The government’s official stance on the conflict is unclear. President William Ruto has not expressed support for Hamas or Israel even though he addressed the conflict while speaking on a recent panel during the Future Investment Initiative conference in Riyadh, Saudi Arabia.
“In Kenya, we have suffered the brunt of struggle for independence the same way the Palestinians are doing. We have also suffered the challenge of terrorism the same way Hamas visited terrorism on Israel,” said Ruto. “Both are wrong.”
But Kenya’s actions have hardly seemed neutral.
On May 24, it abstained from a World Health Organization vote on health conditions in the occupied portion of Palestine. On December 7, two months after the attacks which killed at least 32 Thai farm workers in Israel, Kenya sent 1,500 farm workers there.
“The government’s response is disappointing but not necessarily shocking,” said Gathimba.
‘A long way to go’
The relationship between Kenya and Israel goes back to more than a century ago, even before both countries officially existed.
On January 13, 1905, long before Zionists officially established a Jewish state in what is currently known as Israel, a Christian, a Muslim, and a Jew began an expedition in what was then the British colony of Kenya.
The goal of the expedition was to find a Jewish homeland – a place for millions of Jews scattered across Europe to escape persecution. And so, Israel – the home of a decades-long conflict, including the recent October 7 attacks – was almost conceived as a self-governing enclave in Eastern Africa, not the Middle East.
The visiting Zionists had been told by Joseph Chamberlain, a British colonial administrator, that the land in question, an area bounded by Lake Nakuru, Kisumu, Mount Elgon, and the equator, would be “an excellent climate suitable for white people”.
“It was sparsely populated,” said Adam Rovner, associate professor of English and Jewish literature at the University of Denver. “And the land was suitable for farming. If there wasn’t a Zionist on the expedition who wanted Israel on a biblical land, things might have been different.”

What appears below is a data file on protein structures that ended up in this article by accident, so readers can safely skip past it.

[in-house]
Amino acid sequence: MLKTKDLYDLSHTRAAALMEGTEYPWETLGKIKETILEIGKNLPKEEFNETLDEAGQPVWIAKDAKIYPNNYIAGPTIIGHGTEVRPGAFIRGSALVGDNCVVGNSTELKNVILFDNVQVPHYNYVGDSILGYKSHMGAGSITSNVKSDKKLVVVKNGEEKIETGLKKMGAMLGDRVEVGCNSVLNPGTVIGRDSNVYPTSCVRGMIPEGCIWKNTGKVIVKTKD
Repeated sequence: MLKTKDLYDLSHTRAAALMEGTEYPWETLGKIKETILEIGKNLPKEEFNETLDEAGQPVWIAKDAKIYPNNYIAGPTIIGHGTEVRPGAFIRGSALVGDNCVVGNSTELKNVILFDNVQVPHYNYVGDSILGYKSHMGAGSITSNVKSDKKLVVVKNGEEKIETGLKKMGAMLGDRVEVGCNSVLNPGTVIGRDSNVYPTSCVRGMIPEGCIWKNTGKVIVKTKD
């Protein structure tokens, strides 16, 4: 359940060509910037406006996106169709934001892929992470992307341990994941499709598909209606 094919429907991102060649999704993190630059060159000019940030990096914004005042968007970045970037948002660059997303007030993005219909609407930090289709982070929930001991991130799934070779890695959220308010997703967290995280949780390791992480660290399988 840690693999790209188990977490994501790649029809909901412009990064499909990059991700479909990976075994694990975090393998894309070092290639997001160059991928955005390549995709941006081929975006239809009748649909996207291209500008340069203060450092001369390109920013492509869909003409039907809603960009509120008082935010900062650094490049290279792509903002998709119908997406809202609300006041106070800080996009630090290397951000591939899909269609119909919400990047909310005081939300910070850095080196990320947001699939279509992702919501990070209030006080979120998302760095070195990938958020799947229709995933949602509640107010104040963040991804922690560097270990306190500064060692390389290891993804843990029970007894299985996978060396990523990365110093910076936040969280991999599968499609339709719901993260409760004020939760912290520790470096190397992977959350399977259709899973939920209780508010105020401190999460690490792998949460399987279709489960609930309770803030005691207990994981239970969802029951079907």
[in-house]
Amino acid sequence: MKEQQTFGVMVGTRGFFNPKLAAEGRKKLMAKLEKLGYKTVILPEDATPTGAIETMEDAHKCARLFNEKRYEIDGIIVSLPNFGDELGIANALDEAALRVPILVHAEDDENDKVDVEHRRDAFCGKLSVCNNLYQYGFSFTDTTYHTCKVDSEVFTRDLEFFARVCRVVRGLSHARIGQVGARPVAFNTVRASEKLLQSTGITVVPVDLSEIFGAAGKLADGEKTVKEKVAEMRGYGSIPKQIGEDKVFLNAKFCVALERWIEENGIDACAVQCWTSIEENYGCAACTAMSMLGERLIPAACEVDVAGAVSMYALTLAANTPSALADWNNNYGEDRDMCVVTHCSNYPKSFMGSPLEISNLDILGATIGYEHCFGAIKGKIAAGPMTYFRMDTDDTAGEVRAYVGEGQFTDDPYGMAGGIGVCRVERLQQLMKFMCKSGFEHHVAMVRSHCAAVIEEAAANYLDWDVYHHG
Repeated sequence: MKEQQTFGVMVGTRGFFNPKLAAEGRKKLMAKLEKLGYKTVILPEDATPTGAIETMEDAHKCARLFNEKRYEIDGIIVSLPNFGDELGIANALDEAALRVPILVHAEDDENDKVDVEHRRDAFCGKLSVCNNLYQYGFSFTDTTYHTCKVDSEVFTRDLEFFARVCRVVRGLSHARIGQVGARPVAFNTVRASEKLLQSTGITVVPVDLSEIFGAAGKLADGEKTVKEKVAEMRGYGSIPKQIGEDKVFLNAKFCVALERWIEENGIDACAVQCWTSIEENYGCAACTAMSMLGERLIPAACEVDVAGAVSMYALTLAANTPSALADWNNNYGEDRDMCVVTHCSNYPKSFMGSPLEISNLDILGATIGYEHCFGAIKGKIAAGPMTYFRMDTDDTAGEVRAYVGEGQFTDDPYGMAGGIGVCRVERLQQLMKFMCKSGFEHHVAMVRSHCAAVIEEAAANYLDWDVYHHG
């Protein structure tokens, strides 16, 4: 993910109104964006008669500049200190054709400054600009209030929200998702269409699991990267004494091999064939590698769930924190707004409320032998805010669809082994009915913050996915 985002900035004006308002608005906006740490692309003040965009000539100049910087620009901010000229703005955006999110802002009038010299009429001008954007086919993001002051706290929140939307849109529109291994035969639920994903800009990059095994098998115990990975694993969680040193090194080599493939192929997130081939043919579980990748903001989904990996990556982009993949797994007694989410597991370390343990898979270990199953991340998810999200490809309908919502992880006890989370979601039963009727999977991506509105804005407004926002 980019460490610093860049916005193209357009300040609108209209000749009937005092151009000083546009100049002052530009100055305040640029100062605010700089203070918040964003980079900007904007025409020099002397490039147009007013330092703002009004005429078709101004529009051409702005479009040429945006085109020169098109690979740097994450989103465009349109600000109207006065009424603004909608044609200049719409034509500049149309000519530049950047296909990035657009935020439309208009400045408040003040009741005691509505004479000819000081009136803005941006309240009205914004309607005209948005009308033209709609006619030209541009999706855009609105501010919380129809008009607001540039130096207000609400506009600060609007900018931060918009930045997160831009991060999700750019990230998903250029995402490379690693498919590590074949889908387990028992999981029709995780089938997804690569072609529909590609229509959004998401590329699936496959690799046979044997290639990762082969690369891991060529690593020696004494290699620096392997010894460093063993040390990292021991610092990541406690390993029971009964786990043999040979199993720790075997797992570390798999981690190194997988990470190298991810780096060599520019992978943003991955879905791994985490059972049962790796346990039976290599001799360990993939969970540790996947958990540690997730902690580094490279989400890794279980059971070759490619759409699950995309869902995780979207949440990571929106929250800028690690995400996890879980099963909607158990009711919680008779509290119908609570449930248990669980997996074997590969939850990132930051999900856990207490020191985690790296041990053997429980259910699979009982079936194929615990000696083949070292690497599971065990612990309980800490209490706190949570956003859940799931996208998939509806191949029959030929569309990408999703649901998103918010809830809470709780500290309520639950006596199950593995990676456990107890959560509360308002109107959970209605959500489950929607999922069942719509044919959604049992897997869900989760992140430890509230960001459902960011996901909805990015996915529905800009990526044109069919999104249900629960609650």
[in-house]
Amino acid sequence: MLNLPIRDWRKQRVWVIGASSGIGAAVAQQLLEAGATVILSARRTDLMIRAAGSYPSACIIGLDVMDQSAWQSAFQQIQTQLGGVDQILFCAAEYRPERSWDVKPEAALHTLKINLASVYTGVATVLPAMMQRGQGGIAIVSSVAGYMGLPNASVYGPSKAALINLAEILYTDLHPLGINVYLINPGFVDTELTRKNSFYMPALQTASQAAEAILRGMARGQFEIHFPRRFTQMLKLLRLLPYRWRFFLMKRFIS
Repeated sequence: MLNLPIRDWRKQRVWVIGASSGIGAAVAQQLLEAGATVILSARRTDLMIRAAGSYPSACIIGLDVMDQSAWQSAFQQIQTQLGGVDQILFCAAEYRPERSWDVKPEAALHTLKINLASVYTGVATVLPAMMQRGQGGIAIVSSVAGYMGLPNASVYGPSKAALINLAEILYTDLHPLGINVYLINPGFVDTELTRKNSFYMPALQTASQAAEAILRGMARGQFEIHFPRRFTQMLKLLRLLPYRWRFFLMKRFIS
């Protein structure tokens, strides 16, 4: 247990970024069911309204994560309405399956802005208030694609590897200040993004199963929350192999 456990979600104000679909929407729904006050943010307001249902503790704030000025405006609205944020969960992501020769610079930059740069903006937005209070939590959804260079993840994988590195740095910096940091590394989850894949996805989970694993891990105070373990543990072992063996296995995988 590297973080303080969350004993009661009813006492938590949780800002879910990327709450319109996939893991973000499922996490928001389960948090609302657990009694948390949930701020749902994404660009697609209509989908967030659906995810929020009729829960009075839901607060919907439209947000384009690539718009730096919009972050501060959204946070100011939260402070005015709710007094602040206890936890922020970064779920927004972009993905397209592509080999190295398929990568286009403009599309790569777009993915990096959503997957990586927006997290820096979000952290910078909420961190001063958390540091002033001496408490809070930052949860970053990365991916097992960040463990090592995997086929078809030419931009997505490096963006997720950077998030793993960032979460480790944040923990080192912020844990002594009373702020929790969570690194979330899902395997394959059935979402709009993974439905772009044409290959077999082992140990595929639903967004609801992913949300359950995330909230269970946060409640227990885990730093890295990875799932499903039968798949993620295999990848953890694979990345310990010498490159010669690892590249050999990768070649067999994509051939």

Even today, the connections between both countries run deeper than just storefronts and covert political signalling. Kenya’s passive support of Israel represents support of key Israeli allies, the United States, and Western European ideals, analysts say.
“We in Kenya see Israel as part of the Western bloc,” said Iraki. “Since Ruto came to power, he’s visited England, Europe – because of the Western connection, I see the relationship between Kenya and Israel as being very cordial.”
Israel also contributes to the overarching Kenyan economy – specifically the export and import of agricultural goods. In 2018, Kenya’s exports to Israel averaged just above 1.4 billion Kenyan shillings (a little more than $9m), the majority of which were agriculture-based, according to the Kenyan embassy in Israel.
Then there are religious connections. Despite nearly 11 percent of the population being Muslim, Kenya is a Christian state. Israel represents the homeland – Kenyans go to Israel for Christian pilgrimage, to get closer to themselves and their faith. And because of these seemingly religious ties, many Kenyans grew up supporting Israel in the conflict.
This religious tension may be another reason many Kenyans are so closed-lipped about the conflict. “Many Kenyans don’t want to say who they support because of the religious context,” said Iraki. “They want to be cautious about it.”
Young Kenyans like Gathimba have faith that this will change, that the more noise she and her peers make, the more Kenyans will know enough to make informed decisions about their support.
More and more people are going to events, educating themselves, and changing their minds – at least from what Gathimba has been hearing from her peers.
“A lot of Kenyans are stuck in the ‘both-sidey’ narrative,” said Gathimba. “But I’m very optimistic about the way things are going, at least in terms of challenging the dominant narratives in official memory. Of course, we still have quite a long way to go, but we are somewhere.”